Recognizing this opportunity, more and more communities across the Front Range are adopting water-wise landscaping codes that limit cool season turfgrass in new development and redevelopment. For comparison, the below-listed municipalities limit turfgrass in new development to the following:



OVERVIEW OF PROPOSED ORDINANCE

Applicability of Landscape Code Requirements (Development Threshold Requirements)

The proposed code specifically outlines the types of projects that would need to comply with the new landscape code requirements. As drafted, the landscape code requirements would apply to:

  • All new construction, including residential and non-residential, and all construction projects that cumulatively increase the gross floor area of the property by 65% or more. Any total redevelopment of a parcel that includes demolition and new construction.

  • Construction of parking lots containing 10 or more spaces, or expansion of an existing parking lot by more than either 10 spaces or 50% of the existing parking lot area, whichever is greater.

Exceptions that clarify applicability regarding when plans are approved prior to the effective date of the ordinance, even if the development has not been completed by January 1, 2024. The following scenarios are excepted from the landscape code:

  • Public land dedications must comply with the provisions of the chapter unless specifically exempted based on the Open Space characteristics of the subject property and as approved by the city and county manager, or their designee.

  • The landscape plan requirements do not apply to modifications by a property owner or homeowner’s association to existing landscaping only.

  • Approved landscaped plans prior to January 1, 2024, including site development plans and planned unit development plans, are exempted from the requirements of the landscape code, but must be maintained in compliance with the requirements in place at the time they were originally approved.

General Landscaping Standards

  • All development subject to the requirements shall include a variety of water-wise plant materials
  • Planting cool-season turfgrass in lieu of drought-tolerant vegetation to meet the minimum landscape lot coverage is prohibited
  • The removal of water-wise plant material to convert the area back to cool-season turfgrass is prohibited
  • Soil amendments are required
  • A minimum of 75% of all annuals and trees, and 100% of shrubs, perennials, groundcovers, and ornamental grasses are required to be selected from a plant list contained in the Landscape Reference Manual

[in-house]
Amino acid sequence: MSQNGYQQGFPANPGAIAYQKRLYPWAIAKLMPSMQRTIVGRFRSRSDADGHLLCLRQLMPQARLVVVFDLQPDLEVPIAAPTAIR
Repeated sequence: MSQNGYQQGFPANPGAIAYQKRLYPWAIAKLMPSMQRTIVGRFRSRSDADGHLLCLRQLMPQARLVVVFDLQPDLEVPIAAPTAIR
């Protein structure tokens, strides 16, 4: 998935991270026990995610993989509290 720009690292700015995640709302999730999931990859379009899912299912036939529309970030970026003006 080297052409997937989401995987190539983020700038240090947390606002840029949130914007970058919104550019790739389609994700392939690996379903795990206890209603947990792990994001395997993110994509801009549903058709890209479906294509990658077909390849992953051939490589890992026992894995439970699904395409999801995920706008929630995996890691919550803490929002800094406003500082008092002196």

• Non-living materials such as stone, masonry and steel (used for edging) may not comprise more than 25% of the landscaped area

Single-Family Detached Residential Development Standards

  • Properties that meet the development threshold requirements (new development greater than a 65% expansion of an existing home, or a full demolition of the existing structure with new construction)

  • Landscape requirements apply to front and visible side yards, only

  • Minimum of 75% of the front yard and side yards visible from a public street

    • Turfgrass cannot exceed 30% of the area that is required to be landscaped

  • Irrigation systems installed must meet EPA WaterSense certification requirements

The rendering below shows an example of a single-family residential lot that includes the proposed maximum coverage of cool-season turfgrass threshold with drought-tolerant landscaping.


Non-Residential, Multi-Family, Single-Family Attached, and Mobile Home Park Development Standards

  • Properties meeting the development threshold requirements (new development greater than a 65% expansion of an existing building, or a full demolition of the existing structure with new construction)

  • Irrigation systems installed must meet EPA WaterSense certification requirements

  • The landscape plan must adhere to water-wise principles

  • Cool-season turfgrass established at a maximum of 30% coverage

Parking Lot Landscape Requirements

  • Minimum materials (size, quantity) and placement requirements

  • Solar panels may be installed in lieu of parking lot islands, provided used as canopies over parking stalls

  • Turfgrass and artificial turf is prohibited within the interior of the parking lot.


Changes Requested by Council at Study Session

At the May 16 Study Session, City Council directed staff to make revisions to the following sections. These revisions are reflected in the updated draft ordinance that is scheduled for review by City Council on July 11 and August 22, 2023.

  • Review the landscape strip requirements and analyze minimum cool-season turfgrass limits. Possibly restrict turfgrass within all landscape strips regardless of width.
  • Revise redevelopment threshold. Review other jurisdictions' redevelopment thresholds and identify appropriate percentages for various types of redevelopment. This applies to:

  • Parking Lots

  • Single-Family Residential Attached and Detached and Multi-Family

  • Commercial

  • Clarify the coverage threshold with regard to cool-season turfgrass. Clarify that a property owner or developer would not be allowed to forego drought-tolerant plantings and install turfgrass instead.



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Page last updated: 14 Dec 2023, 05:10 PM